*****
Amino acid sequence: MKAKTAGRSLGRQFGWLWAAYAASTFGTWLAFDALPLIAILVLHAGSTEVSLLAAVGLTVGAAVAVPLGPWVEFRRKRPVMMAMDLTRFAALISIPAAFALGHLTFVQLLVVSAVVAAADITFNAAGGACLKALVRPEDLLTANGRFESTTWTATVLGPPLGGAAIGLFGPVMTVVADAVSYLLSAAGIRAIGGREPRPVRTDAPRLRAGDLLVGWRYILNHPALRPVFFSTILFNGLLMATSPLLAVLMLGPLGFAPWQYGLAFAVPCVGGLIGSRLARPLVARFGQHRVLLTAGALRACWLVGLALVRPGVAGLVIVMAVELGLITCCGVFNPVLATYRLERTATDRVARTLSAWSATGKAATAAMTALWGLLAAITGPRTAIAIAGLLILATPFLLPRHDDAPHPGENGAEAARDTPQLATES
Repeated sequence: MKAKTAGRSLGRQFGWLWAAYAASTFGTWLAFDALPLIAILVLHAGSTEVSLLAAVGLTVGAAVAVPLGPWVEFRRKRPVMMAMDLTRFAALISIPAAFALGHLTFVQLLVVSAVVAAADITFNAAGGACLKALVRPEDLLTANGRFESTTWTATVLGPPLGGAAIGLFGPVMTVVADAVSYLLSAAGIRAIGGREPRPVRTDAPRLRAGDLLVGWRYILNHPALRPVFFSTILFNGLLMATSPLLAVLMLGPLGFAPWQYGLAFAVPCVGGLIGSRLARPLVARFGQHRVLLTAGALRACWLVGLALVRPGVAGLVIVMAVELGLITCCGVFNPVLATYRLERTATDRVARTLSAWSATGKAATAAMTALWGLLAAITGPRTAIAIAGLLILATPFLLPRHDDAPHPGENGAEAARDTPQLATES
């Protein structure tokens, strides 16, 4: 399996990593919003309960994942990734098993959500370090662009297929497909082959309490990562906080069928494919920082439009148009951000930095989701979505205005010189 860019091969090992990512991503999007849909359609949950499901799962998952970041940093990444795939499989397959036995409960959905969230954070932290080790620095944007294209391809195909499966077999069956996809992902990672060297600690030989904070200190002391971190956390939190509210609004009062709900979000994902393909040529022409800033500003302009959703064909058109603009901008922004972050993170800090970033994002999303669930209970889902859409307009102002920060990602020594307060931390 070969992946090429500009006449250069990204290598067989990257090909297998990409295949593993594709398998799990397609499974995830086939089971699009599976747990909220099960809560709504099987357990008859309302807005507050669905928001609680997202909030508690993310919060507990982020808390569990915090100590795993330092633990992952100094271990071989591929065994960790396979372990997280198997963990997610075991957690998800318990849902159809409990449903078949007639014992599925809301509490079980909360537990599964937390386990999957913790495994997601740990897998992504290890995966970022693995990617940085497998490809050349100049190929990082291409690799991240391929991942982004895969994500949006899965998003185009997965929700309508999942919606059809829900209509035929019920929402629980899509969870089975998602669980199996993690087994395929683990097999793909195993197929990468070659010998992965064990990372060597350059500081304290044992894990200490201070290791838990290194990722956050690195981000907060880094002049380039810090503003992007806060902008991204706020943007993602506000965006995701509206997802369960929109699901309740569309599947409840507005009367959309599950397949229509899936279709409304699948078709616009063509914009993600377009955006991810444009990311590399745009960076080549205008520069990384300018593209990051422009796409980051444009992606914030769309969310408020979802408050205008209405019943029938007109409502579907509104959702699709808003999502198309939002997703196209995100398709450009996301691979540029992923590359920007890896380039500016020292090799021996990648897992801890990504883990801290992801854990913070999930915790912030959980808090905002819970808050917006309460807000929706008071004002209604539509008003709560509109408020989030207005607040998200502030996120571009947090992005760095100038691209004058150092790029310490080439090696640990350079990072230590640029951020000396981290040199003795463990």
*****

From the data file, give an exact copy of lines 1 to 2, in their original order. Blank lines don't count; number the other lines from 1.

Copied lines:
Amino acid sequence: MKAKTAGRSLGRQFGWLWAAYAASTFGTWLAFDALPLIAILVLHAGSTEVSLLAAVGLTVGAAVAVPLGPWVEFRRKRPVMMAMDLTRFAALISIPAAFALGHLTFVQLLVVSAVVAAADITFNAAGGACLKALVRPEDLLTANGRFESTTWTATVLGPPLGGAAIGLFGPVMTVVADAVSYLLSAAGIRAIGGREPRPVRTDAPRLRAGDLLVGWRYILNHPALRPVFFSTILFNGLLMATSPLLAVLMLGPLGFAPWQYGLAFAVPCVGGLIGSRLARPLVARFGQHRVLLTAGALRACWLVGLALVRPGVAGLVIVMAVELGLITCCGVFNPVLATYRLERTATDRVARTLSAWSATGKAATAAMTALWGLLAAITGPRTAIAIAGLLILATPFLLPRHDDAPHPGENGAEAARDTPQLATES
Repeated sequence: MKAKTAGRSLGRQFGWLWAAYAASTFGTWLAFDALPLIAILVLHAGSTEVSLLAAVGLTVGAAVAVPLGPWVEFRRKRPVMMAMDLTRFAALISIPAAFALGHLTFVQLLVVSAVVAAADITFNAAGGACLKALVRPEDLLTANGRFESTTWTATVLGPPLGGAAIGLFGPVMTVVADAVSYLLSAAGIRAIGGREPRPVRTDAPRLRAGDLLVGWRYILNHPALRPVFFSTILFNGLLMATSPLLAVLMLGPLGFAPWQYGLAFAVPCVGGLIGSRLARPLVARFGQHRVLLTAGALRACWLVGLALVRPGVAGLVIVMAVELGLITCCGVFNPVLATYRLERTATDRVARTLSAWSATGKAATAAMTALWGLLAAITGPRTAIAIAGLLILATPFLLPRHDDAPHPGENGAEAARDTPQLATES